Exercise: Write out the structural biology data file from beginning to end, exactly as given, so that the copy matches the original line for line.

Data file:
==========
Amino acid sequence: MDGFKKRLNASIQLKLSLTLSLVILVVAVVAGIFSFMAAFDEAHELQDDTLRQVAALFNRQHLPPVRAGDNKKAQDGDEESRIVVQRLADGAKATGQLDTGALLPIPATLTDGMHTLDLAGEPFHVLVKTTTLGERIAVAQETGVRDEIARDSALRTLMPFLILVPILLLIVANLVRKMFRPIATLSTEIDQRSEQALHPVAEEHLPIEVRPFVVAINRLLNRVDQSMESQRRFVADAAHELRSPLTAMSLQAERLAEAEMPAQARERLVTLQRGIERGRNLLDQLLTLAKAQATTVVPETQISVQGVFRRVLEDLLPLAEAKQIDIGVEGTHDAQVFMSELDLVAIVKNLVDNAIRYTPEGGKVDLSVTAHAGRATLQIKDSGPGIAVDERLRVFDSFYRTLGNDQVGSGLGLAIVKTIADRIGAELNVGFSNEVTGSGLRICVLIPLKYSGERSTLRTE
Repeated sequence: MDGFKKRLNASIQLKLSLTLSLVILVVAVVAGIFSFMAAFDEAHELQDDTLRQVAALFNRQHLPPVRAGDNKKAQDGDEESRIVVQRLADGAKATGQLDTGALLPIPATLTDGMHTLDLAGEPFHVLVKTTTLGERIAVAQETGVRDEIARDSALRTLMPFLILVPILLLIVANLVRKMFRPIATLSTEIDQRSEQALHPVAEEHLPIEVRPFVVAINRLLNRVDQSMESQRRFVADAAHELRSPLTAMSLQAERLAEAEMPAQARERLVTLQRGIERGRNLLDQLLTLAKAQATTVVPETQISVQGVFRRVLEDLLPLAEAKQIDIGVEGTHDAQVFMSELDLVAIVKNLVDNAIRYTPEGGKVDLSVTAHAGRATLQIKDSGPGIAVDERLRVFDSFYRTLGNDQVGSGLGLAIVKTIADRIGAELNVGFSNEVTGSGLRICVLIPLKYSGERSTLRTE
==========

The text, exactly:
Amino acid sequence: MDGFKKRLNASIQLKLSLTLSLVILVVAVVAGIFSFMAAFDEAHELQDDTLRQVAALFNRQHLPPVRAGDNKKAQDGDEESRIVVQRLADGAKATGQLDTGALLPIPATLTDGMHTLDLAGEPFHVLVKTTTLGERIAVAQETGVRDEIARDSALRTLMPFLILVPILLLIVANLVRKMFRPIATLSTEIDQRSEQALHPVAEEHLPIEVRPFVVAINRLLNRVDQSMESQRRFVADAAHELRSPLTAMSLQAERLAEAEMPAQARERLVTLQRGIERGRNLLDQLLTLAKAQATTVVPETQISVQGVFRRVLEDLLPLAEAKQIDIGVEGTHDAQVFMSELDLVAIVKNLVDNAIRYTPEGGKVDLSVTAHAGRATLQIKDSGPGIAVDERLRVFDSFYRTLGNDQVGSGLGLAIVKTIADRIGAELNVGFSNEVTGSGLRICVLIPLKYSGERSTLRTE
Repeated sequence: MDGFKKRLNASIQLKLSLTLSLVILVVAVVAGIFSFMAAFDEAHELQDDTLRQVAALFNRQHLPPVRAGDNKKAQDGDEESRIVVQRLADGAKATGQLDTGALLPIPATLTDGMHTLDLAGEPFHVLVKTTTLGERIAVAQETGVRDEIARDSALRTLMPFLILVPILLLIVANLVRKMFRPIATLSTEIDQRSEQALHPVAEEHLPIEVRPFVVAINRLLNRVDQSMESQRRFVADAAHELRSPLTAMSLQAERLAEAEMPAQARERLVTLQRGIERGRNLLDQLLTLAKAQATTVVPETQISVQGVFRRVLEDLLPLAEAKQIDIGVEGTHDAQVFMSELDLVAIVKNLVDNAIRYTPEGGKVDLSVTAHAGRATLQIKDSGPGIAVDERLRVFDSFYRTLGNDQVGSGLGLAIVKTIADRIGAELNVGFSNEVTGSGLRICVLIPLKYSGERSTLRTE